Sensor-Augmented Lightning Mitigation; Implications for Risk at Hydraulic Fracturing Storage Facilities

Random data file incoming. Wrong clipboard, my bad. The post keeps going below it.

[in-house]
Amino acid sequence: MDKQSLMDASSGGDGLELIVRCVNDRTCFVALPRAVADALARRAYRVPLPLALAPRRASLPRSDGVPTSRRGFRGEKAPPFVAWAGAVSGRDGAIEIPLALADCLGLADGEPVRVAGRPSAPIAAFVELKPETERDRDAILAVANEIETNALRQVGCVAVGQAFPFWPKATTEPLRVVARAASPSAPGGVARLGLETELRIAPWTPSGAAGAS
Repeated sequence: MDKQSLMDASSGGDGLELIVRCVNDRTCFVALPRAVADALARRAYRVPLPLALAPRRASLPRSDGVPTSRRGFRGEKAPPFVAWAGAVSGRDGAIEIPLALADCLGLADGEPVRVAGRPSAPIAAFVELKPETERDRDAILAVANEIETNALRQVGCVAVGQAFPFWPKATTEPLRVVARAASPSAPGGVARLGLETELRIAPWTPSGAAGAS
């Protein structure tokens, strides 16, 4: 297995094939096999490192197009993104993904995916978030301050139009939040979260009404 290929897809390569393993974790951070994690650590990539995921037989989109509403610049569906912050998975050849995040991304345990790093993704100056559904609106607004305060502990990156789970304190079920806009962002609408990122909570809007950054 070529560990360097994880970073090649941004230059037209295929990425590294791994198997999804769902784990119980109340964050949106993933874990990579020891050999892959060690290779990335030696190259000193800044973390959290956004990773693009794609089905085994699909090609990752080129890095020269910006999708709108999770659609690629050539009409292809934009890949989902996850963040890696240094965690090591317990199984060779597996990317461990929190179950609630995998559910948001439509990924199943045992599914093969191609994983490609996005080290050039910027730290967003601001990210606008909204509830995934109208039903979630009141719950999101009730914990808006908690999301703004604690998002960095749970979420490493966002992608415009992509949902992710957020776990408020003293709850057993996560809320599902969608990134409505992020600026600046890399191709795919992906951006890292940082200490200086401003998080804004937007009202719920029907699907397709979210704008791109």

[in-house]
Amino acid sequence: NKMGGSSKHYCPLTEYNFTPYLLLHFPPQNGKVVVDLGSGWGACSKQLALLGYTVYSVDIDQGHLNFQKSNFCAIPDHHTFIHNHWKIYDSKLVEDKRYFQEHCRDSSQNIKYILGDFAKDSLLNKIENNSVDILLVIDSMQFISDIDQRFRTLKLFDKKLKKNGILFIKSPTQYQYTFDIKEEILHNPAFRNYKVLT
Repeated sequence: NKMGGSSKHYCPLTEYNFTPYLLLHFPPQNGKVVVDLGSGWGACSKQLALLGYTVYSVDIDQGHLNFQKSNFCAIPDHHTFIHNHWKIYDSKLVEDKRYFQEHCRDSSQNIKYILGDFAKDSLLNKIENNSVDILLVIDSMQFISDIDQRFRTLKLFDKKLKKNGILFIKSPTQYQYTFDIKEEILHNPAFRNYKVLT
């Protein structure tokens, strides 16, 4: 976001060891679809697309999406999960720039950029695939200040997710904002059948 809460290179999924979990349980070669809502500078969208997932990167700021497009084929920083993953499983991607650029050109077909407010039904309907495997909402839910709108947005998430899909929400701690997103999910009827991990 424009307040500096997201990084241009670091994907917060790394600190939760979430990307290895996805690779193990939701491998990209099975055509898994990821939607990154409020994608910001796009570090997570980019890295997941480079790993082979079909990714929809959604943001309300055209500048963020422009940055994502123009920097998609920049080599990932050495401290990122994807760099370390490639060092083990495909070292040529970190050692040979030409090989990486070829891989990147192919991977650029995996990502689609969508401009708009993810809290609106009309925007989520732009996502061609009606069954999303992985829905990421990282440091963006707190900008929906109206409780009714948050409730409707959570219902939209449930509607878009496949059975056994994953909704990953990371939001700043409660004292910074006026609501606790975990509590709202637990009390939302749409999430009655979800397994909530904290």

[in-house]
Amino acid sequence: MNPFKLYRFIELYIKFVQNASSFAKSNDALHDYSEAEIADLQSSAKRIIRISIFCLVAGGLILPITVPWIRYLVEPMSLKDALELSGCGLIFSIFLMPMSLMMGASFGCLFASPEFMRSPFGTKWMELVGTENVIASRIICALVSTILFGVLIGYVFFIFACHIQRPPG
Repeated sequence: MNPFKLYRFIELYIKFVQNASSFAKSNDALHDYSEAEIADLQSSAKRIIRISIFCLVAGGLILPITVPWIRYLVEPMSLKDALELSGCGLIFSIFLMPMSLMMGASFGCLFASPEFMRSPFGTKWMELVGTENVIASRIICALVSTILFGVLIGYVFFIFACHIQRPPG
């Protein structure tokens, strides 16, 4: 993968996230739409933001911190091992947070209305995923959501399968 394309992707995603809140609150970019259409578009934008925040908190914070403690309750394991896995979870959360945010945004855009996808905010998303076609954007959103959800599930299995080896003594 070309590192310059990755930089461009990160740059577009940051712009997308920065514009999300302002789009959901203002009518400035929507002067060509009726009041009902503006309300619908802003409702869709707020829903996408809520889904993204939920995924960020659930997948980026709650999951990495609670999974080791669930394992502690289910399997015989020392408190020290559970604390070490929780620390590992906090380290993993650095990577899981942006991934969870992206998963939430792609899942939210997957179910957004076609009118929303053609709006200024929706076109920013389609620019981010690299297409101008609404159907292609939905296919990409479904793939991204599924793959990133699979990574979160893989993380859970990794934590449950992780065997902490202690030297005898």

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Hydraulic Fracturing (hydro fracking) has revolutionized oil and gas production in the United States. Controversy has been widespread and plenty of uncertainty remains commonplace in the public. The topic of hazardous chemicals and pollution associated with hydro fracking will be presented in some detail. However, the key focus will be on sensors and lightning mitigation at produced hydrocarbon storage batteries. Unmitigated fires and explosions will be shown to cause $10 million per direct strike in some lightning risk zones. Lightning has stood as an unresolved threat to hydrocarbon storage facilities for over 100 years. Literature research has shown that 33% of all modern hydrocarbon tank accidents are due to lightning (Chang and Lin, 2006); in addition, cloud-ground lightning strikes are predicted to increase by 50% this century (Romps et al., 2014). An overlay of the current National Lightning Detection Network (NLDN) risk map and the Energy Information Administration (EIA) shale play map clearly show the lightning threat only increasing with the migration of future shale activities. While planning may change, shale deposits and regional lightning threats are not changing geographically; this research quantifies the threat and outlines clear lightning mitigation strategies. Furthermore, real-time detection and the associated methodology of lightning mitigation have implications for industries far beyond hydro fracking. By leveraging industrial standards for Fire and Gas Systems (FGS) such as IEC 61511, the proposed lightning effects mitigation system has a pathway toward verification and eventual validation at a broad array of industrial sites. Some extended applications included Navy fuel storage depots and Liquefied Natural Gas (LNG) facilities.